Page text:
1.Understanding how animals perceive, learn and remember stimuli is critical for understanding both how cognition is shaped by natural selection, and how ecological factors impact behaviour. However, the majority of studies on cognition involve captive animals in laboratory settings. While controlled settings are required to accurately measure aspects of cognition, they may not yield realistic estimates of learning performance in natural environments. Wild bees offer a useful system in which to study cognitive ecology as...

Data from: Variable drivers of primary versus secondary nesting: density-dependence and drought effects on greater sage-grouse

Erik J. Blomberg, Daniel Gibson, Michael T. Atamian & James S. Sedinger
Organisms seek to maximize fitness by balancing reproductive allocations against mortality risk, given selection pressures inherent to the environment. However, environmental conditions are often dynamic and unpredictable, which complicates the ability to achieve such a balance, and may require reproductive adjustments depending on prevailing conditions. We evaluated the effects of density-dependent, density-independent (drought), and individual (age, body condition) factors on nesting decisions of female greater sage-grouse in the American Great Basin. We obtained relocations and...

Data from: Absence of population structure across elevational gradients despite large phenotypic variation in mountain chickadees (Poecile gambeli)

Carrie L. Branch, Joshua P. Jahner, Dovid Y. Kozlovsky, Thomas L. Parchman & Vladimir V. Pravosudov
Montane habitats are characterized by predictably rapid heterogeneity along elevational gradients and are useful for investigating the consequences of environmental heterogeneity for local adaptation and population genetic structure. Food-caching mountain chickadees inhabit a continuous elevation gradient in the Sierra Nevada, and birds living at harsher, high elevations have better spatial memory ability and exhibit differences in male song structure and female mate preference compared to birds inhabiting milder, low elevations. While high elevation birds breed,...

Data from: Host conservatism, geography, and elevation in the evolution of a Neotropical moth radiation

Joshua P. Jahner, Matthew L. Forister, Thomas L. Parchman, Angela M. Smilanich, James S. Miller, Joseph S. Wilson, Thomas R. Walla, Eric J. Tepe, Lora A. Richards, Mario A. Quijano-Abril, Andrea E. Glassmire & Lee A. Dyer
The origins of evolutionary radiations are often traced to the colonization of novel adaptive zones, including unoccupied habitats or unutilized resources. For herbivorous insects, the predominant mechanism of diversification is typically assumed to be a shift onto a novel lineage of host plants. However, other drivers of diversification are important in shaping evolutionary history, especially for groups residing in regions with complex geological histories. We evaluated the contributions of shifts in host plant clade, bioregion,...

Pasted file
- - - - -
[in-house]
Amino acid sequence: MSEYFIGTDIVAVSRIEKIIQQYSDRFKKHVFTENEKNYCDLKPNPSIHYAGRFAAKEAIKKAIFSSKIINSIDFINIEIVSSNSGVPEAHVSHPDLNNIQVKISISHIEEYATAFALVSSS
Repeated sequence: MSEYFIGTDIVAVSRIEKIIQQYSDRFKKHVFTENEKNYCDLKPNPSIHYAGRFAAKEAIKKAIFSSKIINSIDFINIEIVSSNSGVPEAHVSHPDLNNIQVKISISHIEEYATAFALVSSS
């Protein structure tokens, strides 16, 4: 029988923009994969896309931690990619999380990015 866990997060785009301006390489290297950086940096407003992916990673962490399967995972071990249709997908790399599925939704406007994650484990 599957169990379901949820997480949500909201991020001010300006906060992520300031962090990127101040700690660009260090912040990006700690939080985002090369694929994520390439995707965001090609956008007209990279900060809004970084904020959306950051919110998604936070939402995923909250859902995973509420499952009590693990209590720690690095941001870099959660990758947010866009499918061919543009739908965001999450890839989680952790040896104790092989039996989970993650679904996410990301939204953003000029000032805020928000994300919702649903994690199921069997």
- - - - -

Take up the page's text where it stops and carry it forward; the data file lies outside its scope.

Data from: Return of a giant: DNA from archival museum samples helps to identify a unique cutthroat trout lineage formerly thought to be extinct

Mary M. Peacock, Evon R. Hekkala, Veronica S. Kirchoff & Lisa G. Heki
Currently one small, native population of the culturally and ecologically important Lahontan cutthroat trout (Oncorhynchus clarkii henshawi, LCT, Federally listed) remains in the Truckee River watershed of northwestern Nevada and northeastern California. The majority of populations in this watershed were extirpated in the 1940’s due to invasive species, overharvest, anthropogenic water consumption and changing precipitation regimes. In 1977, a population of cutthroat trout discovered in the Pilot Peak Mountains in the Bonneville basin of Utah,...

Data from: Stressful city sounds: glucocorticoid responses to experimental traffic noise are environmentally dependent

Scott Davies, Nicole Haddad & Jenny Q. Ouyang
A major challenge in urban ecology is to identify the environmental factors responsible for phenotypic differences between urban and rural individuals. However, the intercorrelation between the factors that characterise urban environments, combined with a lack of experimental manipulations of these factors in both urban and rural areas, hinder efforts to identify which aspects of urban environments are responsible for phenotypic differences. Among the factors modified by urbanisation, anthropogenic sound, particularly traffic noise, is especially detrimental...

Data from: Community analysis of microbial sharing and specialization in a Costa Rican ant–plant–hemipteran symbiosis

Elizabeth G. Pringle & Corrie S. Moreau
Ants have long been renowned for their intimate mutualisms with trophobionts and plants and more recently appreciated for their widespread and diverse interactions with microbes. An open question in symbiosis research is the extent to which environmental influence, including the exchange of microbes between interacting macroorganisms, affects the composition and function of symbiotic microbial communities. Here we approached this question by investigating symbiosis within symbiosis. Ant–plant–hemipteran symbioses are hallmarks of tropical ecosystems that produce persistent...

Registration Year

  • 2017
    14

Resource Types

  • Dataset
    14

Affiliations

  • University of Nevada Reno
    14
  • Utah State University
    2
  • Northern Arizona University
    2
  • United States Fish and Wildlife Service
    2
  • University of Montana
    1
  • University of California, Merced
    1
  • Field Museum of Natural History
    1
  • Quinnipiac University
    1
  • Duke University
    1
  • St. Petersburg College
    1